“He’s unconscious!” Will screamed, twisting Sam’s head up toward the roof ledge to reveal Sam’s face. “He needs medical attention right away!”

They stood in the middle of the quad where the crane would meet them. They stared up and shielded their eyes from the falling raindrops.

“Come on, man!” Will shouted to Sam’s father, who now held a pair of binoculars to his eyes, under his flipped visor. Will prayed that he was satisfied with what he saw. The man took his time with his decision.

“You promised, now do it!” Lucy shouted up to the sky.

Sam’s father raised his arm to someone above they couldn’t see. The graduation harness lowered into view, attached to the crane arm high above. The harness twisted on the crane cable.

“Just strap Sam in,” his father said. “We’ll do you after.”

“It’s both of us or nothing! That’s the only way it happens!” Will shouted.

The harness finally dangled low enough for them to grab it. Will bear-hugged Sam’s corpse, so Lucy was free to strap Will in, one limb at a time.

“You’re ready,” Lucy said.

Will wasn’t sure if it was tears or rain on her face.

“It’s okay,” Will said because he thought he should. “I’m not going to abandon you, okay? I’ll find a way to help from out there. I promise. You know that, right? I swear to—”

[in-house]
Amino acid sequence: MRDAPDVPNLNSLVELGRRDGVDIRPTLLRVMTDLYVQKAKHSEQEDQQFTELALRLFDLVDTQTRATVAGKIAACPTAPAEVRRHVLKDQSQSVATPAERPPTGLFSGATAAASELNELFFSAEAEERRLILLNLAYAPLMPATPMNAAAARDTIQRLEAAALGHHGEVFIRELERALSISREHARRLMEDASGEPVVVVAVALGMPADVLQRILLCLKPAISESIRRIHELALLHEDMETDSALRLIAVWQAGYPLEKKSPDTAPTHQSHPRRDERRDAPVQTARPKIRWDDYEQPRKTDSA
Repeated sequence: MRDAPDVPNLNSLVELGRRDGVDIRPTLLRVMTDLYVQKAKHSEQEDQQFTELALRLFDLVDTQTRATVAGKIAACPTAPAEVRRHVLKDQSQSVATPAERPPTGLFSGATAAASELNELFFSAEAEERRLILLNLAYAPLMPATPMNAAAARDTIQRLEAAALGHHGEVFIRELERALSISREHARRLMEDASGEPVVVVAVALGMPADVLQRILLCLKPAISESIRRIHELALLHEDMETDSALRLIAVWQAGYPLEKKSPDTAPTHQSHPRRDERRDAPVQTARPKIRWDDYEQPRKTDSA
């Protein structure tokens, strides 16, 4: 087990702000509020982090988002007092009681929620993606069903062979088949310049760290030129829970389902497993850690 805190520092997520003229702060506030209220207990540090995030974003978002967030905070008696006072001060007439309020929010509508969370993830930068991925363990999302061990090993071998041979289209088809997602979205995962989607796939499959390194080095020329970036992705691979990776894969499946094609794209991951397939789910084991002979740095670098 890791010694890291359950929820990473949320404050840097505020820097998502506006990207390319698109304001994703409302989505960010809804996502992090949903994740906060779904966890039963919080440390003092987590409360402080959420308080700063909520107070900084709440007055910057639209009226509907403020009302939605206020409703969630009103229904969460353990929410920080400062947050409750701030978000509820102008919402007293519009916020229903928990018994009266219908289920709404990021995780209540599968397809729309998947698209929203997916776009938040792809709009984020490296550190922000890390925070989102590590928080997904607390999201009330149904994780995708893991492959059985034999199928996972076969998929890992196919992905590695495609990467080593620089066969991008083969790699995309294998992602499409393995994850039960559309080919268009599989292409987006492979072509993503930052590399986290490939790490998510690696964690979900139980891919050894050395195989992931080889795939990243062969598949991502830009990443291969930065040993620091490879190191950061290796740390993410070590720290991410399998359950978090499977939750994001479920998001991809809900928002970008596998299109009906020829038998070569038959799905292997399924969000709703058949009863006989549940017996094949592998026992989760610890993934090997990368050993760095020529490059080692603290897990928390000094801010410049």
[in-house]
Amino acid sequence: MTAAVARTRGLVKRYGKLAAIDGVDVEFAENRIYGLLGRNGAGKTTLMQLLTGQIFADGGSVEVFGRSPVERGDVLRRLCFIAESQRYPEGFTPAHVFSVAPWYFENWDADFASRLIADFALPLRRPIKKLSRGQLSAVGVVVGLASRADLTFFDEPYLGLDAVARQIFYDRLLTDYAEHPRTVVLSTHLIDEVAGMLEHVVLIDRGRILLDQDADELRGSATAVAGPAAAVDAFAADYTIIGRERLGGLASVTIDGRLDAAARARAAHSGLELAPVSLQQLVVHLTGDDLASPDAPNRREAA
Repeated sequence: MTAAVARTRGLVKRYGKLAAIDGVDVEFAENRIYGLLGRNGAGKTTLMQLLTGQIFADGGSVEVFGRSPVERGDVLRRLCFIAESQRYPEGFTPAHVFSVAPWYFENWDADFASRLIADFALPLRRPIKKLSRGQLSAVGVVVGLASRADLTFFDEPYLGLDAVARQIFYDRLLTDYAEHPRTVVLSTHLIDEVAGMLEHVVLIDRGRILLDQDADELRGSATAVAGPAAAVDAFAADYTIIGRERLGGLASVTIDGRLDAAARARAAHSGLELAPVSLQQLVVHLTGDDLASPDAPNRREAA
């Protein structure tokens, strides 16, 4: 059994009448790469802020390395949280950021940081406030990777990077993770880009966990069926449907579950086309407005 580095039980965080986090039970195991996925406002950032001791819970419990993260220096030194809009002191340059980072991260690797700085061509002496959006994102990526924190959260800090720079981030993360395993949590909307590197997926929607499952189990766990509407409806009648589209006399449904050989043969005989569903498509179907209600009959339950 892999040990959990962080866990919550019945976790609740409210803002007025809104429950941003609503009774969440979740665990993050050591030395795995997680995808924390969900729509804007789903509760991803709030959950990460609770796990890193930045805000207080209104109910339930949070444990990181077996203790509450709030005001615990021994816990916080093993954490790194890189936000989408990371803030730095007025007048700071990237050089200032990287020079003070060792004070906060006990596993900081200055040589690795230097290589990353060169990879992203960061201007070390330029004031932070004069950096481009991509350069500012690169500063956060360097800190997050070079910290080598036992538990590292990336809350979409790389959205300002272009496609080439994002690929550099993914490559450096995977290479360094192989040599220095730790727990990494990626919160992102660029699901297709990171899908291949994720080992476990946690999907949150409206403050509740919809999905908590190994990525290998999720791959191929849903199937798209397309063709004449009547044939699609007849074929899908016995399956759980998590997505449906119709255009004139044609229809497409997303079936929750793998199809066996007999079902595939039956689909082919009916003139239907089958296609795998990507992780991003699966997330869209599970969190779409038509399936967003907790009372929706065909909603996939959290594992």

“I’m sorry, Will,” she said.

“You’re sorry? Why are you sorry?”

“I should’ve gone with you,” she said, her voice more frantic by the second. “I should’ve gone with you to live in the elevator. We could’ve made it work. We would’ve had more time. You never would have teamed up with Gates.… I never would’ve—”

“Ssh,” Will said. “Don’t. It’s okay …”

“We could’ve had more time,” she said, her mouth down-turned in sadness. “Oh, Will.”

Lucy went in for the kiss. Her lips got within an inch of his before he was tugged up into the air. The harness bit into his flesh. Sam’s body was ridiculously heavy, and Will had to squeeze with all his might.

“Good-bye!” Lucy shouted up.

Will heard a guttural rumble from the hall. The revving of an engine. He knew who was coming.

“You have to go!” he shouted at her.

“What?” she called up.

Gates came roaring onto the quad on the motorcycle. Lucy broke into a run.

“Colton!” Gates screamed when he saw Will in the air. He poured on the throttle. Gates stood on the pedals, and reached up for Will as his bike zoomed by underneath. His fingers barely grazed Will’s right foot.